I was in the cockpit last night after dinner enjoying the cool evening air and the end of a very good book when I suddenly heard a local speedboat come flying past our boat. It was so close to that us I was amazed it hadn’t hit our dinghy, which we hoist off the port bow at night. It was racing through the dark anchorage towards shore where the locals keep their boats. The moon was full but the sky was overcast, and the water in the harbor was flat calm. I can’t estimate exactly how fast he was going because I don’t travel in speedboats very often, but I would guess it was between 30 and 40 knots.
Seconds after he passed us we heard the noise of the first collision as he slammed into a small boat anchored behind us. Rob came running up with our spotlight and we started to head towards the dinghy to go to the scene of the accident and see if we could lend assistance. Other folks in the harbor were doing the same, as the noise could be heard on the quiet night throughout the bay. Suddenly we heard the boat heading back towards us. We were both astounded that anyone could have survived a collision with that much force, much less turn the boat around and try to escape.
But that’s exactly what he was trying to do. As it passed us the second time on the way back out of the harbor, Rob aimed the spotlight at the boat to see if there was a driver or if it was just a runaway boat situation. Soon it veered towards us and slammed into our bow. We were still in the cockpit and could see that it was going to ram us, but there was nothing we could do but scream (I screamed, Rob didn’t). It came up over the toerail and to a stop with the front 3′ of it extended over our foredeck.
We looked forward, saw the driver sitting in the seat and I wasn’t sure at that moment if we was still alive. He had flown through his windshield and back into the seat when he collided with our boat. He attempted to back off our boat and escape again, but Rob yelled, went forward and grabbed his bow line. Within seconds there were two dinghys at our boat with cruisers lending aid. The driver was bleeding profusely from his arm where it had been gouged in the windshield. He had to be convinced to get into their dinghy and go ashore, and passed out from lack of blood before he even got there. I had called for help on the VHF and people were already arranging for an ambulance and the Gendarme.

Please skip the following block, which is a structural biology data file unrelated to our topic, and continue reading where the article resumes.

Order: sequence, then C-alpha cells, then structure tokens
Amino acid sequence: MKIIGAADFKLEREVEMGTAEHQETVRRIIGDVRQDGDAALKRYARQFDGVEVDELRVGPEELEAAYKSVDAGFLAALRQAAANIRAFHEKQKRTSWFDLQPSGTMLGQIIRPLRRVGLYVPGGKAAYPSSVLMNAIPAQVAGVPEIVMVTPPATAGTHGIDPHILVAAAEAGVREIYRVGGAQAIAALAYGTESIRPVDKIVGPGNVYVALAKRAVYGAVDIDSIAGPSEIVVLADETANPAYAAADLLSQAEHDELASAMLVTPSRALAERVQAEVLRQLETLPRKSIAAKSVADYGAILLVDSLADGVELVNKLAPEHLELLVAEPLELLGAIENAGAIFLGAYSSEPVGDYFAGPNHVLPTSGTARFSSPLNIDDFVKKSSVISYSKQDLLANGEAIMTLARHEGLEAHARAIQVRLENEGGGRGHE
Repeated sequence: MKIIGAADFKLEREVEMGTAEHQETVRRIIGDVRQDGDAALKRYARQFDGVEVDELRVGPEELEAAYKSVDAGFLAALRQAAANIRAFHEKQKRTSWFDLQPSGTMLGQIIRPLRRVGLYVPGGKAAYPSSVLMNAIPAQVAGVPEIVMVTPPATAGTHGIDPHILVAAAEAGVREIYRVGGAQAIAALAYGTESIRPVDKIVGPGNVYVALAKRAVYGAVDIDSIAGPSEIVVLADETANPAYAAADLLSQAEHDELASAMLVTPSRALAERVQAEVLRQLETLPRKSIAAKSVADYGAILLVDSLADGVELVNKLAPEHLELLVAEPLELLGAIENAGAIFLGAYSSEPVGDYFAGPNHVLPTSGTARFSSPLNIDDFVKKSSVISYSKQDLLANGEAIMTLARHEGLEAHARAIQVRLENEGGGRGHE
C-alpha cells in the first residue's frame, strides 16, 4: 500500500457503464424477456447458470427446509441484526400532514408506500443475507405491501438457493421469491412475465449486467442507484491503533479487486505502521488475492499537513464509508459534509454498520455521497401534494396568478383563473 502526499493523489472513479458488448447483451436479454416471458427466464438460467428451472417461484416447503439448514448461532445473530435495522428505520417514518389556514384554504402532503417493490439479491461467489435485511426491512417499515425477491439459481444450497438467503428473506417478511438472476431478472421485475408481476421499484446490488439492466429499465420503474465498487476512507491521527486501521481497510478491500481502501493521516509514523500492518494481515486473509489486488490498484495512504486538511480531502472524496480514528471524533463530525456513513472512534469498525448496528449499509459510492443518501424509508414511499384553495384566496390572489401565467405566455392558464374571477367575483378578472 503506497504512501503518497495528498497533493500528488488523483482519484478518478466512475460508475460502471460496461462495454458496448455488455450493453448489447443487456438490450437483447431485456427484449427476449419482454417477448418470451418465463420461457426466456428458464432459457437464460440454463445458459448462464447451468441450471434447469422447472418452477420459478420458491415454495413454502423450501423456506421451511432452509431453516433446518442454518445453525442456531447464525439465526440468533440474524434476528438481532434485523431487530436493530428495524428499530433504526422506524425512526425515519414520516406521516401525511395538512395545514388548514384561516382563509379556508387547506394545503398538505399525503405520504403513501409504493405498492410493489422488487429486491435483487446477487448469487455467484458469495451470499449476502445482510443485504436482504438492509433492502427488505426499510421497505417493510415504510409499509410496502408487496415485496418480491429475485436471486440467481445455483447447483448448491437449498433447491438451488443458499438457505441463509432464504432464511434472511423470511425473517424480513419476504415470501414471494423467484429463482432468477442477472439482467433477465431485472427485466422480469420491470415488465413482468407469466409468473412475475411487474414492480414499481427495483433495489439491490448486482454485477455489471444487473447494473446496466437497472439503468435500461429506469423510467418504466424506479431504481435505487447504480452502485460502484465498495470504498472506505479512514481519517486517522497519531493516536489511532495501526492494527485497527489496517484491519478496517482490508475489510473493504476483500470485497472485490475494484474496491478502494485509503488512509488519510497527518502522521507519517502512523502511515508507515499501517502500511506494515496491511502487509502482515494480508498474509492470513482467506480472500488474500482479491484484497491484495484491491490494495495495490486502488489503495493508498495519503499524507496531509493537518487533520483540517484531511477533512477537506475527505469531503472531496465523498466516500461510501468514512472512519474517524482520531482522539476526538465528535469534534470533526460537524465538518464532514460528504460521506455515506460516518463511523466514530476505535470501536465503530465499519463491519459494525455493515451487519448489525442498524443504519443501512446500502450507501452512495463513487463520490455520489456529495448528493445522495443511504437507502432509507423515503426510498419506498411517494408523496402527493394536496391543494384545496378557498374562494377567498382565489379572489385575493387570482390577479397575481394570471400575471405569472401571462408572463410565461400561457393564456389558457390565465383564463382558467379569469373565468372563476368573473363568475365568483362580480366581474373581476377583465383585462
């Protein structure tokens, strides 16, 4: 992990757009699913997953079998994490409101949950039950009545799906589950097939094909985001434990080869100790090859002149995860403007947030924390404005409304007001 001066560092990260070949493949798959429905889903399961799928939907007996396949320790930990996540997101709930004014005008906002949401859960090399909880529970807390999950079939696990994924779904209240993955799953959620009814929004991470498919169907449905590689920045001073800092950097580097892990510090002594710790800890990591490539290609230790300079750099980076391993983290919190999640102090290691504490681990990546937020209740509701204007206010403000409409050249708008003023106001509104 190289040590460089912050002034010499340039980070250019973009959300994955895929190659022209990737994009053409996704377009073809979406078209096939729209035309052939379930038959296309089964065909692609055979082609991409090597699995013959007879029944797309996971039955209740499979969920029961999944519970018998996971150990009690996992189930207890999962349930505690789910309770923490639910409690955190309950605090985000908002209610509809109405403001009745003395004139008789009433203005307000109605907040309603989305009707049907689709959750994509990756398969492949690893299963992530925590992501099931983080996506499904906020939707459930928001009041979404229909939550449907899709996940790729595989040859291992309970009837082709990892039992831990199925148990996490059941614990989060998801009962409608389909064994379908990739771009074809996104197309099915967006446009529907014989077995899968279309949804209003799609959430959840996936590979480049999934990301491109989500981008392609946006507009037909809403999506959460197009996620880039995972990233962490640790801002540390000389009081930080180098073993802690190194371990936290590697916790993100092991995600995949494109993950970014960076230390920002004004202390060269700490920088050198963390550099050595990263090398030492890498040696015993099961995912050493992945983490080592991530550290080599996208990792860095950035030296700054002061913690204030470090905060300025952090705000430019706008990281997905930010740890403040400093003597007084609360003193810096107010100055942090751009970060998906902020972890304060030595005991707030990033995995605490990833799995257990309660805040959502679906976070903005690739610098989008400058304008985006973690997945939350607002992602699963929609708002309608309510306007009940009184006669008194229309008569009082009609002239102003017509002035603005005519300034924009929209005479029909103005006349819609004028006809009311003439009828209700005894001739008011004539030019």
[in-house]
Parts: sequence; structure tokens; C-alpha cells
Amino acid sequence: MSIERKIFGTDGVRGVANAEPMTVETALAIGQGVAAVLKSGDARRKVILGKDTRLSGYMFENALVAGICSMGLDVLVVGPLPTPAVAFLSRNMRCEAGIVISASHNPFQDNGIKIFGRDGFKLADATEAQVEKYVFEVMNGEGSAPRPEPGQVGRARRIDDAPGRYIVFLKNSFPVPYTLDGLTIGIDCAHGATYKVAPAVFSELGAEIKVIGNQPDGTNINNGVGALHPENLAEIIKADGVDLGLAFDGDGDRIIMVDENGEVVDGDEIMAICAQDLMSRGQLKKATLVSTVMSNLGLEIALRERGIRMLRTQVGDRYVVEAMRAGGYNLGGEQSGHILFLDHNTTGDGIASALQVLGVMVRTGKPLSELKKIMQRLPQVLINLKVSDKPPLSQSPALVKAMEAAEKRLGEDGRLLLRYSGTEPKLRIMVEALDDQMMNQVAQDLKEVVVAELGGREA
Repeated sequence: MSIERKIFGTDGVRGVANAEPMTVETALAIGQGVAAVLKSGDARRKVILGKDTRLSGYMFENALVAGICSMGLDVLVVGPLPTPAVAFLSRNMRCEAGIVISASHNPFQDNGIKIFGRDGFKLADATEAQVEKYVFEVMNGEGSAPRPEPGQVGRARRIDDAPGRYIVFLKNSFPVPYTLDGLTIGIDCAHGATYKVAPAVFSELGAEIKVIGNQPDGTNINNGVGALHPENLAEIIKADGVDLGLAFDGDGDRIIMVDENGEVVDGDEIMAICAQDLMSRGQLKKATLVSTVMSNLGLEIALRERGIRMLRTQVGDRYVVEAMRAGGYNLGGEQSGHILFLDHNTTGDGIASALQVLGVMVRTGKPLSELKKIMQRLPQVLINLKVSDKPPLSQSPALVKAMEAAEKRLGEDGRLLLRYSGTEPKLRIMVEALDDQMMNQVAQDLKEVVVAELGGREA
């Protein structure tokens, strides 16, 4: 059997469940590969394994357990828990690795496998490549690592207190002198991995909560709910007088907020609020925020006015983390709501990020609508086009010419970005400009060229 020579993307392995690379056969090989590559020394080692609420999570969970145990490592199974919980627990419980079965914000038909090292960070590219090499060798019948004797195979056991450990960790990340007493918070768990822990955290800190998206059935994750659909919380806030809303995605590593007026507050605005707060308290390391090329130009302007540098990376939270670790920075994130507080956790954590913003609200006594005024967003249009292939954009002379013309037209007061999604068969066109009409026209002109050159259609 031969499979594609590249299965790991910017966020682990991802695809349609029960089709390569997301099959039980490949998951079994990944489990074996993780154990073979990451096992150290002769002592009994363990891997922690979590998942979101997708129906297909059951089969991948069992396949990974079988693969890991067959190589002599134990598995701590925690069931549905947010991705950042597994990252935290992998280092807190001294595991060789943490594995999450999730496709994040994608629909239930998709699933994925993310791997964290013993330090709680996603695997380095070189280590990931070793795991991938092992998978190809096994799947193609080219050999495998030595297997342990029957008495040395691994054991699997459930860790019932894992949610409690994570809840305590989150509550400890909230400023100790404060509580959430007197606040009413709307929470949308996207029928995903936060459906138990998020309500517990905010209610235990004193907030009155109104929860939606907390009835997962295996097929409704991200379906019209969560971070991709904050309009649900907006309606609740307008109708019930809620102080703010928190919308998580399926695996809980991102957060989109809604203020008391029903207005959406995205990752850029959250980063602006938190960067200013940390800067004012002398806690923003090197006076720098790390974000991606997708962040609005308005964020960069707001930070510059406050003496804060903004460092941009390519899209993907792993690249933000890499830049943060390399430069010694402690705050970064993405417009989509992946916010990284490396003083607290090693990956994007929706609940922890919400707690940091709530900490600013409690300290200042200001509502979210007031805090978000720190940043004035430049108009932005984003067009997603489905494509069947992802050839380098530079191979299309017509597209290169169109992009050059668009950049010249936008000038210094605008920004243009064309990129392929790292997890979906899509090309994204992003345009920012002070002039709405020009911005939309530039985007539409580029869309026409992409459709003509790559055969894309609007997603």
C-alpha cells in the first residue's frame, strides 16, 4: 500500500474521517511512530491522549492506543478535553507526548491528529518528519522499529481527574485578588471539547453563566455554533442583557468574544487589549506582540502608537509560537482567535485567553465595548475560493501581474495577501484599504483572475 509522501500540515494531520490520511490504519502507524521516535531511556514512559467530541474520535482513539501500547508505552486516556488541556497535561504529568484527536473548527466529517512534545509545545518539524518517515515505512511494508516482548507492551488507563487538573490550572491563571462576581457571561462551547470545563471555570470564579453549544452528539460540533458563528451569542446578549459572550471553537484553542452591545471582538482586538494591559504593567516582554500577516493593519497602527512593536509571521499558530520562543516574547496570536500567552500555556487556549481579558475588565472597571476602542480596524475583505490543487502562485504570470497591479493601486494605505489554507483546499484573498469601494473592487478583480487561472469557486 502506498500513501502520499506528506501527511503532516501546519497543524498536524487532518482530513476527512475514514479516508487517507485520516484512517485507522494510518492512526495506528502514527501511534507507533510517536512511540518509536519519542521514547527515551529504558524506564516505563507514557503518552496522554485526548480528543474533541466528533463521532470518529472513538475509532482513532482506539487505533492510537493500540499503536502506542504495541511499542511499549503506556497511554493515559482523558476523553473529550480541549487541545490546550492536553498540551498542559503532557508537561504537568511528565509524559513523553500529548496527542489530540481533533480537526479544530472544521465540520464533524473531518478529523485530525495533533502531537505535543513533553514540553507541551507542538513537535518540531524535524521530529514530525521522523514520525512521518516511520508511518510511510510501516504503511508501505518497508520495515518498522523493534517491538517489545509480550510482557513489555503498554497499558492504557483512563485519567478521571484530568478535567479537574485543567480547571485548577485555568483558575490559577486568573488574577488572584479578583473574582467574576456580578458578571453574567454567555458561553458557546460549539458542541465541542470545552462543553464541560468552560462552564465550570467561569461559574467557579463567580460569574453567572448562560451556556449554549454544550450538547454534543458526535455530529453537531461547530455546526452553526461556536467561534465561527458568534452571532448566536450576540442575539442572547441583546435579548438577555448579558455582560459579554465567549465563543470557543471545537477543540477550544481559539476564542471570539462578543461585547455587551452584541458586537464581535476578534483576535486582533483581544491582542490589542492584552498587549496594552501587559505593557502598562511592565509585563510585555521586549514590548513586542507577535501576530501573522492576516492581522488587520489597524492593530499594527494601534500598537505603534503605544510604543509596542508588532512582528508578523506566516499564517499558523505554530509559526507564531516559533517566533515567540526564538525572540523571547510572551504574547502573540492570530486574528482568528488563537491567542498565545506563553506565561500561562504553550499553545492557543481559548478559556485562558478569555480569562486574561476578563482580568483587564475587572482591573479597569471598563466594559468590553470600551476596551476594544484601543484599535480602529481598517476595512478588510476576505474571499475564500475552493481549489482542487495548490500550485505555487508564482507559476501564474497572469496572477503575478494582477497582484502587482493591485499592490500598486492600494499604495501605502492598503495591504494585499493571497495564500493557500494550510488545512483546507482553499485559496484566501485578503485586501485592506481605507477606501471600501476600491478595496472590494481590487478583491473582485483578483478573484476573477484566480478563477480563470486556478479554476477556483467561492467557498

After the first two dinghys had taken him off his boat it started taking on water. As it began to sink our boat started to list to port. I again called on the radio for any help from the anchorage, as our dinghy was pinned up sideways and we were unable to get off our boat and do much. Again, more cruisers came to our aid. Soon the boat stopped taking on water and everything settled. Moments after that a cruiser who spoke French came with two officers from the Gendarme and helped translate for us.
We were concerned that no one knew if there had been other passengers in the boat who might have been ejected in either collision. We looked down at where the speedboat was laying over our toerail and saw a little kid’s shoe which had come out of the bow and was laying on our deck. We were worried there may be other passengers in the bow of the boat, but a local in a canoe with a light did confirm that there was no one else up inside the bow. The kid’s shoe did totally creep us out, though, but thankfully it was empty.
The Gendarme took our statements and called for the police/fire boat to come and remove the speedboat from our deck. The police boat arrived several minutes later, tied lines around the bow and stern and towed the boat to the shoreline and left it in shallow water. The Gendarme went to the other boat, took their statement and the statement of a witness in a third boat anchored between us, then instructed us to be at their office first thing in the morning.